Billy Porter has poured his heart out in his new play, “While I Yet Live,” a Primary Stages presentation. We know Porter primarily from his dazzling award-winning performance as Lola in the musical “Kinky Boots.” Now his play demonstrates his writing gifts as well, and although it may have far too much going on, its passion is dramatically and emotionally touching, and the fact that it has been inspired by his own background adds interest.
The setting is a two-story house in Pittsburgh occupied by an African-American family, and an exemplary cast brings to life the assorted characters, their relationships and problems. In particular, there is a memorable performance by S. Epatha Merkerson as Maxine, the mother whose humanity and spiritual strength in the face of her declining muscular powers as a result of illness anchors the play.
I have known Merkerson mostly via the endless hours I have enjoyed her in the “Law and Order” television shows. I have also seen her doing excellent work on stage before. But at last, here is a role that demonstrates what mighty power she has as an actress. It is a glowing, deeply moving performance that makes her character seem absolutely real and further burnishes her reputation.
Larry Powell is convincing as her gay son Calvin, who, as well as needing to come to terms with his sexuality, carries the baggage of having been molested by his stepfather Vernon (Kevyn Morrow), a dark secret that nobody wants to address. Calvin moves from home, leaving his younger sister to cope with their ailing mother.
Sheria Irving as Tonya, the sister, is a delight in the early scenes as she spiritedly regales the audience with amusing insights into the process of growing up in the household. Later, with the passage of time and the return of Calvin, we see her as a strong young woman demanding her own opportunity in life.
Another key character whom we meet is Maxine’s close friend Eva, finely acted by Sharon Washington, who is suffering from cancer and has her own secret that undercuts the strong religious beliefs both share. Lillias White plays Maxine’s mother, Gertrude, with Elain Graham cast as Aunt Delores.
Porter demonstrates a gift for writing sharp dialogue, and injecting humor into the lives of his characters, although it is risky to pack so much into the drama. The staging in the hands of director Sheryl Kaller maintains the required intimacy, aided by the realistic set designed by James Noone.
One carries away sympathy toward Porter’s people, and I still have visions of Merkerson as Maxine struggling up and down the stairs, step by step, and finally moving about in her mobile scooter when walking becomes nearly impossible. All of this makes the communication of her determination to retain her dignity all the more impressive. At The Duke on 42nd Street, 229 West 42nd Street. Phone: 646-223-3010. Reviewed October 13, 2014.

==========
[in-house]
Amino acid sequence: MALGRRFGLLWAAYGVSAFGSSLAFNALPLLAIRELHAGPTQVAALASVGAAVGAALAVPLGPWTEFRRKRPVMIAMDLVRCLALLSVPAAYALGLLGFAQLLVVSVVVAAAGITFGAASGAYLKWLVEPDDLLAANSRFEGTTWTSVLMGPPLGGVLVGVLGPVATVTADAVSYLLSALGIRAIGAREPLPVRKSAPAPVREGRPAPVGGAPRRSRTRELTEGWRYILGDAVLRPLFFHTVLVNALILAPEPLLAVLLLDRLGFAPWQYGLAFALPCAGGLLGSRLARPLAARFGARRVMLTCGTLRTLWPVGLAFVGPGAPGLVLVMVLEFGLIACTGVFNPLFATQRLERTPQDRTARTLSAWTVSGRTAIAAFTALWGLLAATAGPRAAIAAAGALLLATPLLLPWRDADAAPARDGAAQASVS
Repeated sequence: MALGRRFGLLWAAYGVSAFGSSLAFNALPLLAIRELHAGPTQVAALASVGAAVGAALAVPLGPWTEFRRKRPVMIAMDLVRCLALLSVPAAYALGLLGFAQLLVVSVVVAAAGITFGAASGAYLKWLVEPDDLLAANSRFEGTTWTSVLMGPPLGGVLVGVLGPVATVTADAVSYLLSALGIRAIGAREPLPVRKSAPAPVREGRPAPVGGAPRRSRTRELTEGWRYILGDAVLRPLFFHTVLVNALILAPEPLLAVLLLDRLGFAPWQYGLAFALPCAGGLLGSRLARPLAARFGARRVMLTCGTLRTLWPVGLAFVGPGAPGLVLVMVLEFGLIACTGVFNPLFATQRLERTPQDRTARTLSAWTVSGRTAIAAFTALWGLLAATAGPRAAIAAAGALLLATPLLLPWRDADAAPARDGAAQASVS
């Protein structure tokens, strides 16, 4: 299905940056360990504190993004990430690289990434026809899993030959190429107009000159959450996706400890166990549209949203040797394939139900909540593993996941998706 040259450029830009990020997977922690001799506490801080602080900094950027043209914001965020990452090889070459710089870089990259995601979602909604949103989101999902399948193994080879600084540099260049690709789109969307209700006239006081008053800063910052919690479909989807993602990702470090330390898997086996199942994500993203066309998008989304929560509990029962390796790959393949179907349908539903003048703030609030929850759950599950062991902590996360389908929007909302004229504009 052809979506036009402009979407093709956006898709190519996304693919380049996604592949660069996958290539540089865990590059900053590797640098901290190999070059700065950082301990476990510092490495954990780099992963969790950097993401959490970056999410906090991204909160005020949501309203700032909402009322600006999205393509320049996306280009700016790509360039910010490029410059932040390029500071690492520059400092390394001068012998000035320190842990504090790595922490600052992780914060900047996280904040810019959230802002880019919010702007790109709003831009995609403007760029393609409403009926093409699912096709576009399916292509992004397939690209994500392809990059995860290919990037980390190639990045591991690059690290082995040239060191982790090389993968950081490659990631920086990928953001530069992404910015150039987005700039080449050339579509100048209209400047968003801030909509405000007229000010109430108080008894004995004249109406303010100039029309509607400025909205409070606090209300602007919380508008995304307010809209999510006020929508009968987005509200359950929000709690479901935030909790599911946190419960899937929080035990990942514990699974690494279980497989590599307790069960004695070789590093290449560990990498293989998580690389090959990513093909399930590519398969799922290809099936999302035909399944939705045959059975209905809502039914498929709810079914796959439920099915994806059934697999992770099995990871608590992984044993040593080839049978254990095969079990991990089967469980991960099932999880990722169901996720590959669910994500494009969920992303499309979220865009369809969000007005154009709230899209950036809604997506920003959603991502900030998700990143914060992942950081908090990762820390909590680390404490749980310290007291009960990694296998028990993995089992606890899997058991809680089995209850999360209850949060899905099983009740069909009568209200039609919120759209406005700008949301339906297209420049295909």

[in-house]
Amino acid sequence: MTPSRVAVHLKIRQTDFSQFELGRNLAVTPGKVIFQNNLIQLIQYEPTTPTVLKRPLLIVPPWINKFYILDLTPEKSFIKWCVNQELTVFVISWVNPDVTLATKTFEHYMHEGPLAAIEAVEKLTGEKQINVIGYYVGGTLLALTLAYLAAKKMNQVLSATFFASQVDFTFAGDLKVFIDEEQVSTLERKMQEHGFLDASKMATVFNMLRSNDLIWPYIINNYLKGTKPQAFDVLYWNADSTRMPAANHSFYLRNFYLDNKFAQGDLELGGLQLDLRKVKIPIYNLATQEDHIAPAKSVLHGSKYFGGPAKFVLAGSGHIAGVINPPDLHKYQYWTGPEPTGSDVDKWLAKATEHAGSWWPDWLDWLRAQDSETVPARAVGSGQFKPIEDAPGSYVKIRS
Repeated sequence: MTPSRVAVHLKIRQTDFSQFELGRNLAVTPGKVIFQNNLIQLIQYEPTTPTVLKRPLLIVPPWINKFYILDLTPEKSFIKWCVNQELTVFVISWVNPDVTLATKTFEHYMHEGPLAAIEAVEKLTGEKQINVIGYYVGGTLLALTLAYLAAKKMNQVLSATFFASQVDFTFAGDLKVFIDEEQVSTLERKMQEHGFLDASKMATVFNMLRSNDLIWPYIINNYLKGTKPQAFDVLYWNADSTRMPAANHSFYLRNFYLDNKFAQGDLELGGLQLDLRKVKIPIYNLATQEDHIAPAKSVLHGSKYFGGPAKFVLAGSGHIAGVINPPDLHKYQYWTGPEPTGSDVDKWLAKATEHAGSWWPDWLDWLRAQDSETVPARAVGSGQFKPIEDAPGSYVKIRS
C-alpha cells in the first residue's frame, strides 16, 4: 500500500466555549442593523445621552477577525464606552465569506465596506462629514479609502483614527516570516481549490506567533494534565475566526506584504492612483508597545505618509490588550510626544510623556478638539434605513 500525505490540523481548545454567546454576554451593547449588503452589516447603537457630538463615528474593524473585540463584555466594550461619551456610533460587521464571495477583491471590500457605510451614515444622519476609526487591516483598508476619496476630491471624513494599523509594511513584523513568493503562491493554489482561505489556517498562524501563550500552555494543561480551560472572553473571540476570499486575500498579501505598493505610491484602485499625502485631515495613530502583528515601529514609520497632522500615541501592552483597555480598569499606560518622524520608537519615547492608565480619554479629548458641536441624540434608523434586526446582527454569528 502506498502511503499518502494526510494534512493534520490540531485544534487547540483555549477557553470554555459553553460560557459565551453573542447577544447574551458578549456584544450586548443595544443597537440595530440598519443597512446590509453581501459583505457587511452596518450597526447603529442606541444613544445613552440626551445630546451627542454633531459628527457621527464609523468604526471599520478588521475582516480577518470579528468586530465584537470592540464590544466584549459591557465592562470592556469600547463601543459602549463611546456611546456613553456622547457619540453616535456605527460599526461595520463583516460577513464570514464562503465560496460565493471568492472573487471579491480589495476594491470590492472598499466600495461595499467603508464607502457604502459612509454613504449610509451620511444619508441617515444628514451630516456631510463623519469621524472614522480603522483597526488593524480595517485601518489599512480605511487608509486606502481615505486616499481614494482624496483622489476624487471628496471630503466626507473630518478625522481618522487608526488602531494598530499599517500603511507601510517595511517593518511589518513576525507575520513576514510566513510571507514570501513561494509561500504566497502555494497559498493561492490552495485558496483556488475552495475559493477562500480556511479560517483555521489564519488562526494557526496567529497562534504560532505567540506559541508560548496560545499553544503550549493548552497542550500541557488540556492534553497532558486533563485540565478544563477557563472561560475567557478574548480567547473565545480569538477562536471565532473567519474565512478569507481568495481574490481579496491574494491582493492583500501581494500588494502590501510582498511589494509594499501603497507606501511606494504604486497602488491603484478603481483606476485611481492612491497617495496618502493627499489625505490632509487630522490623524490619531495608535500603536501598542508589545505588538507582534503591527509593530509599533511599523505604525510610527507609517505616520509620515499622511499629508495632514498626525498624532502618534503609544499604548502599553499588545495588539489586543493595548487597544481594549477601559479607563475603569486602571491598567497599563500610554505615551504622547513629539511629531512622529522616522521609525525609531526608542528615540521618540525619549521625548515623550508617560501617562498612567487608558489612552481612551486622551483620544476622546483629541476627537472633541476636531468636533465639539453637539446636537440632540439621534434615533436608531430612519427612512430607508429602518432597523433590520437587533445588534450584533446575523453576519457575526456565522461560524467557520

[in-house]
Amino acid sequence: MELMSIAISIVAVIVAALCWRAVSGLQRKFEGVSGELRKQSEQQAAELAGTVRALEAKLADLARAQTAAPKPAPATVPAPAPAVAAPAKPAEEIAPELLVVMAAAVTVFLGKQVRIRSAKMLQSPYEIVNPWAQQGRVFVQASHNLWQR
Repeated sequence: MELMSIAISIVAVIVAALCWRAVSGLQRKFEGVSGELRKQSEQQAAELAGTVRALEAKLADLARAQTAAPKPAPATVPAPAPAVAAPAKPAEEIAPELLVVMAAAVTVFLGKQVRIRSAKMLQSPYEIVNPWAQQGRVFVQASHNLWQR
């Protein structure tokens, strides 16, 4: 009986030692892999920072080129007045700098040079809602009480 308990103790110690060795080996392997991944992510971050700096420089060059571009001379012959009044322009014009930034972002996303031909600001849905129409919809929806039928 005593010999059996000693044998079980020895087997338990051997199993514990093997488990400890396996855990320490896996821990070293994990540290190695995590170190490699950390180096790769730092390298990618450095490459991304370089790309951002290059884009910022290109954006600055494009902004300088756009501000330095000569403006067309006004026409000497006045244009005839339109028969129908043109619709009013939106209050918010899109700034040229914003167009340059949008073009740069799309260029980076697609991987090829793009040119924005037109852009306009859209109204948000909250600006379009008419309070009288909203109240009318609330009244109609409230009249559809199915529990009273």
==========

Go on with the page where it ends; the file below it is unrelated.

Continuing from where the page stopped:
IT'S ONLY A PLAY Send This Review to a Friend
Until now I thought that the revived “You Can’t Take It With You” was the funniest play on Broadway, but not to take anything away from that laugh-getter, the return of Terrence McNally’s “It’s Only a Play” offers its own brand of laugh-aloud hilarity delivered by a smashing cast.
The new arrival is geared particularly to those who follow the Broadway theater with plenty of “in” jokes and name-dropping, the latter not empty celebrity references but attached to bitchy humor and uproarious observations. There are also allusions to Hollywood and television that earn more laughs.
The scene is a lavish New York townhouse (smart set design by Scott Pask) of producer Julia Budder (Megan Mullally), who knows nothing about the theater, and not much else for that matter. (She thinks the “C” word is spelled with a K.) But she is loaded and has invested in a play written by Peter Austin (Matthew Broderick).
Before we get to meet either of them we meet Nathan Lane as actor James Wicker, and he sets the audience laughing as Nathan Lane can reliably do when he is at his best making cracks and using his sharp timing. He encounters a newcomer to New York with acting aspirations, Gus P. Head, given an outstandingly funny performance by Micah Stock, who has a job tending coats for the opening night party going on downstairs. The new play has been unveiled and the tense wait for the reviews is on.
Wicker, who has a TV series about to be cancelled, has seen and hated the play, but can’t let on at first to the playwright, a long-time close friend. Head has insinuated himself into the mix, and gets his own laughs as he brings back coats from guests—a huge, furry, blanket-like garment that belongs to Tommy Tune and a bubbly plastic design of a coat from Lady Gaga, two among the elite mentioned but whom we never see at the party.